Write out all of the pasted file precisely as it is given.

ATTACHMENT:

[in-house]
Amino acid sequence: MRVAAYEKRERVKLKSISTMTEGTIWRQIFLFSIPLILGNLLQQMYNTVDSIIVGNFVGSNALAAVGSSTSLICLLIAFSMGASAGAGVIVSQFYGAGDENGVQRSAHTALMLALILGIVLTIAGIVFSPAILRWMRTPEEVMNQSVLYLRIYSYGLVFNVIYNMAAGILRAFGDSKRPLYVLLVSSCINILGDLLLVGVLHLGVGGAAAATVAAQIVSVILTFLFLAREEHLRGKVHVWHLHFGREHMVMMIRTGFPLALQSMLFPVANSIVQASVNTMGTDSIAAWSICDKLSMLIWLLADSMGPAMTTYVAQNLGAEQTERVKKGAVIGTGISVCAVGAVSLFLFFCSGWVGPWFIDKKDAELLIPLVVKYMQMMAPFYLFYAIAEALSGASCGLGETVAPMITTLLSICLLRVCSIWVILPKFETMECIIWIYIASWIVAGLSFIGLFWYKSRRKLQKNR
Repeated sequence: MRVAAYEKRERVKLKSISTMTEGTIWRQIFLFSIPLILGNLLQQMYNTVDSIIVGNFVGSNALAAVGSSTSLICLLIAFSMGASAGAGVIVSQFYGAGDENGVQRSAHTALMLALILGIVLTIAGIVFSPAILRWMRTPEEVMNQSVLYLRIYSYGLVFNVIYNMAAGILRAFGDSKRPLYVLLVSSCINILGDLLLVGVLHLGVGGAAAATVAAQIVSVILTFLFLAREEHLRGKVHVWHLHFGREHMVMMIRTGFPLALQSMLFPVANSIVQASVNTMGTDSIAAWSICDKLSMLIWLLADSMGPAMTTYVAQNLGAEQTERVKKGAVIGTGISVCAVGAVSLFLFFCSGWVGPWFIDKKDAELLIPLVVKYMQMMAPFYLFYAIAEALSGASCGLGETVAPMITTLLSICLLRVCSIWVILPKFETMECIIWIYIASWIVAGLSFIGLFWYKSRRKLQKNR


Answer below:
[in-house]
Amino acid sequence: MRVAAYEKRERVKLKSISTMTEGTIWRQIFLFSIPLILGNLLQQMYNTVDSIIVGNFVGSNALAAVGSSTSLICLLIAFSMGASAGAGVIVSQFYGAGDENGVQRSAHTALMLALILGIVLTIAGIVFSPAILRWMRTPEEVMNQSVLYLRIYSYGLVFNVIYNMAAGILRAFGDSKRPLYVLLVSSCINILGDLLLVGVLHLGVGGAAAATVAAQIVSVILTFLFLAREEHLRGKVHVWHLHFGREHMVMMIRTGFPLALQSMLFPVANSIVQASVNTMGTDSIAAWSICDKLSMLIWLLADSMGPAMTTYVAQNLGAEQTERVKKGAVIGTGISVCAVGAVSLFLFFCSGWVGPWFIDKKDAELLIPLVVKYMQMMAPFYLFYAIAEALSGASCGLGETVAPMITTLLSICLLRVCSIWVILPKFETMECIIWIYIASWIVAGLSFIGLFWYKSRRKLQKNR
Repeated sequence: MRVAAYEKRERVKLKSISTMTEGTIWRQIFLFSIPLILGNLLQQMYNTVDSIIVGNFVGSNALAAVGSSTSLICLLIAFSMGASAGAGVIVSQFYGAGDENGVQRSAHTALMLALILGIVLTIAGIVFSPAILRWMRTPEEVMNQSVLYLRIYSYGLVFNVIYNMAAGILRAFGDSKRPLYVLLVSSCINILGDLLLVGVLHLGVGGAAAATVAAQIVSVILTFLFLAREEHLRGKVHVWHLHFGREHMVMMIRTGFPLALQSMLFPVANSIVQASVNTMGTDSIAAWSICDKLSMLIWLLADSMGPAMTTYVAQNLGAEQTERVKKGAVIGTGISVCAVGAVSLFLFFCSGWVGPWFIDKKDAELLIPLVVKYMQMMAPFYLFYAIAEALSGASCGLGETVAPMITTLLSICLLRVCSIWVILPKFETMECIIWIYIASWIVAGLSFIGLFWYKSRRKLQKNR